Some 20 years back, I returned home to find thermocol strewn all over the living room. Unbeknownst to me, a new way of life was in the offing, one that had more than 2 channels and where lifeguards with red swimsuits saved the day. To relive that feeling, think back to a time when you scurried back from school to catch Small Wonder and Wonder Years and a little later, Home improvement and It’s a man’s world. And you wondered how children in America were kissing mouth to mouth with such aplomb.
Before we were enslaved by social networking, television time was not easy to come by. In my case, it was simply the case of too many people vying for one solitary device. Grandma never veered off from sun tv. My sister never veered off from bold and the beautiful and santa barbara. In between all of this, I was supposed to find space, even though I didn’t understand what the heck I was supposed to be watching. And then Baywatch washed everything over.
Of course you’ve been there. Of course, you’ve told your folks about how Baywatch was about rescue and fending off disaster believing they would fall for that while you waited patiently for Pam and all the others to strut their stuff as they ran across the beach with ‘I’ll be there’ playing in the background. And for the want of space, you did all of this with the entire family watching. From time to time, granny’s eyes would wander to the screen and ask if the women didn’t have money to clothe themselves.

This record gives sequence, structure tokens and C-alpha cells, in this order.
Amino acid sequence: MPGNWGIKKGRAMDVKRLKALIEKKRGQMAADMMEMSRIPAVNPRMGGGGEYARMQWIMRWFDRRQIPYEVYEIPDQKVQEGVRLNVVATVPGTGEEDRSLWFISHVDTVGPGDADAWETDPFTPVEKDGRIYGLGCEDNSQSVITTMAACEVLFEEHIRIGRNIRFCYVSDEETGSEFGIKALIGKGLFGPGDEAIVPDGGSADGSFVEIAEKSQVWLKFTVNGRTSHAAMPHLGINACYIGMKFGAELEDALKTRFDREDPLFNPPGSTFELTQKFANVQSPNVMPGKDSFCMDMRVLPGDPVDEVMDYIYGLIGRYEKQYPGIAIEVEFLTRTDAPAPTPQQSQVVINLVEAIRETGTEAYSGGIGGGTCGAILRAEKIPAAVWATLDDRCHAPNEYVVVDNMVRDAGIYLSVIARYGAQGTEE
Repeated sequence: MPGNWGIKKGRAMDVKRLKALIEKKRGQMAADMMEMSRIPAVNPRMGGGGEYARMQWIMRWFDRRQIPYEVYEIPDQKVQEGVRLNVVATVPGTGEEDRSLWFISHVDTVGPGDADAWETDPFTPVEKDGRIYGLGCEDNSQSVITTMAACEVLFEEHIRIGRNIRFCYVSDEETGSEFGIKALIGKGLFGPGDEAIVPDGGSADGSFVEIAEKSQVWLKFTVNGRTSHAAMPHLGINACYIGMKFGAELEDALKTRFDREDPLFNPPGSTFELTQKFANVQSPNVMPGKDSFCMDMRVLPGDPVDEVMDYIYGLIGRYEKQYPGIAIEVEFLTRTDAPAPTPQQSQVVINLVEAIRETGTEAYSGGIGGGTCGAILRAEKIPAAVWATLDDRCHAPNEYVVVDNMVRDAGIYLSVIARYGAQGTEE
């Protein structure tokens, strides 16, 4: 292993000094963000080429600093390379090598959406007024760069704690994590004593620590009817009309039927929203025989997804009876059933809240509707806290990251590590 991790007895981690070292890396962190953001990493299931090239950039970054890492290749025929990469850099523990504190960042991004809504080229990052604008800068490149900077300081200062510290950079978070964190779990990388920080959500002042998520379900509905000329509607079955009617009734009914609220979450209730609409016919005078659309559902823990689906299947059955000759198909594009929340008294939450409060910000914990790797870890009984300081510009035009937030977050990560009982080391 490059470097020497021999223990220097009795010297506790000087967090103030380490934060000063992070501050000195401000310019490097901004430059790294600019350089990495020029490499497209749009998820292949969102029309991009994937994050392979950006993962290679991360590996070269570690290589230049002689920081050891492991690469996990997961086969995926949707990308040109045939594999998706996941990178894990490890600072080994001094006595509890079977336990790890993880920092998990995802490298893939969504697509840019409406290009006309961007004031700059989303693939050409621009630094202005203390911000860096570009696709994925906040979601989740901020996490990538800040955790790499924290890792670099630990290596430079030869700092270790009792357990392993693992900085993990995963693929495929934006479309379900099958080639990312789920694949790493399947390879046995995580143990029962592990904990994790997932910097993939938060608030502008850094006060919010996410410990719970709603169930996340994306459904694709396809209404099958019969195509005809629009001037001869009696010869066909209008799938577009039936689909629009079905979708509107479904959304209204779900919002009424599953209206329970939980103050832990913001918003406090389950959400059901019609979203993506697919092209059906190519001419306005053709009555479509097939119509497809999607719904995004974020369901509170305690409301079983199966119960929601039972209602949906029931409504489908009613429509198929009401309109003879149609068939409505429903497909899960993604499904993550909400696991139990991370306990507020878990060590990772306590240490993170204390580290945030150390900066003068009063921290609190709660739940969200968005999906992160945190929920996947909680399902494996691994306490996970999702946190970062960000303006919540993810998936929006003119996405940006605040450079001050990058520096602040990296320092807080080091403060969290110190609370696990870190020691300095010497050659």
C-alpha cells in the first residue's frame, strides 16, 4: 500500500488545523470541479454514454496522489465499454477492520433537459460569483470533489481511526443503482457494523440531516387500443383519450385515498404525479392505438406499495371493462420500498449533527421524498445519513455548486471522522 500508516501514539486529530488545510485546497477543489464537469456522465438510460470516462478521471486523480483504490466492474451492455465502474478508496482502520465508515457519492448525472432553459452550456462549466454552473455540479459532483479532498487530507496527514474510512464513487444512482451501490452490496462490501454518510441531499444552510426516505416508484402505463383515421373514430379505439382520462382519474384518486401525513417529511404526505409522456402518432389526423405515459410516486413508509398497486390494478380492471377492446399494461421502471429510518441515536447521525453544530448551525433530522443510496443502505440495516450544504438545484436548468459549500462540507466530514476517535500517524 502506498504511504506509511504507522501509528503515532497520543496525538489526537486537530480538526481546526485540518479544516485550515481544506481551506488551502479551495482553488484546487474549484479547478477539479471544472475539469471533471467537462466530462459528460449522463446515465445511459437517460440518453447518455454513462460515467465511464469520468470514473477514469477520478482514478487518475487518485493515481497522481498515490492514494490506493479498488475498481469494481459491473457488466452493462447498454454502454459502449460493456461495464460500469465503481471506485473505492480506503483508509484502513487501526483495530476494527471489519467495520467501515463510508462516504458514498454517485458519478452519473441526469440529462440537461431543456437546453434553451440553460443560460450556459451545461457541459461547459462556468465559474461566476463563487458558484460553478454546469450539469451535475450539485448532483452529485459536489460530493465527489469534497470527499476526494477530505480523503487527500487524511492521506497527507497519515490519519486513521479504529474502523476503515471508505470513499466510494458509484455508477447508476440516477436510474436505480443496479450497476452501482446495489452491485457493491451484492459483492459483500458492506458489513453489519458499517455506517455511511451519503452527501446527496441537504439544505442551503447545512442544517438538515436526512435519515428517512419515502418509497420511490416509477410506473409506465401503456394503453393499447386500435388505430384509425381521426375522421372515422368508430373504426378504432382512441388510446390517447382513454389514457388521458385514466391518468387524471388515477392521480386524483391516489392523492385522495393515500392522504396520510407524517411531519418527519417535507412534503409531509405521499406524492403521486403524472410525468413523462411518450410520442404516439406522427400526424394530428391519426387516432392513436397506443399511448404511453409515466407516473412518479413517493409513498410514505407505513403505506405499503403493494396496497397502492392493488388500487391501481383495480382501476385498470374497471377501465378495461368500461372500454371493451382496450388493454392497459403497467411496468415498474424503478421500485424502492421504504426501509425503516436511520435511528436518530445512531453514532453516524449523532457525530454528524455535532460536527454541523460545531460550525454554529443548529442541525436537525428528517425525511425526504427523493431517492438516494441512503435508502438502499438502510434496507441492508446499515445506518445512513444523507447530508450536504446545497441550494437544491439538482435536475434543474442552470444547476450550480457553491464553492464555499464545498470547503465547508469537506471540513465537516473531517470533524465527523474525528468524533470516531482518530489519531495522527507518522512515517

Of course you’ve been there, when watching, the subjects on screen decided to suddenly get frisky. Then they would make out. Then they would decide to take off their clothes. And then would materialise a near sex scene that made everybody squirm in their seats. So what started off a wholesome family entertainment took a ghastly turn. It is one of those serendipitous moments when your hand refuses to find the remote and eyes refuse to leave the screen and everybody is forced to suffer in silence.
How can you forget the times when you went back to school to discuss Friday’s Philips top ten? And when you fought for what was deemed your right to television. When a fight broke out with your sibling over what to watch and both ended up getting censured. In those trying times, the joy and thrill of watching television watching lay in what one had to traverse to get there.
Now, the television has achieved near archaic status. You can’t chat on television or see photos or follow celebrities. Everybody gloats over the number of channels that are afforded to them. 400 they say, as if it were a matter of personal pride. While in reality, after scouring through every photo on facebook, chatting yourself to death and reflecting on what the twitterati have to say about the state of the world or the state of their world, you just plop yourself on a chair and watch the first channel that lulls you into a deep slumber. If you haven’t yet figured, the 400 channels is just an illusion of choice.
Personally, the lucre of television has long since faded. After granny passed on, the television sits alone, bereft of all the attention that was once bestowed on it. I still take care (dad disagrees vehemently, but you know who to believe) to carefully dust it once a week. There are no more battles to be fought in order to earn television time. It sits forlorn, much a yesteryear star whose days of glory have long since passed.
20 years hence, the television at home has gotten bigger (Pam Anderson will be proud) and better. And so it sits, all 29 inches of it and a home theatre for company. Still waiting for that elusive boob job to restore it to some of its past glory.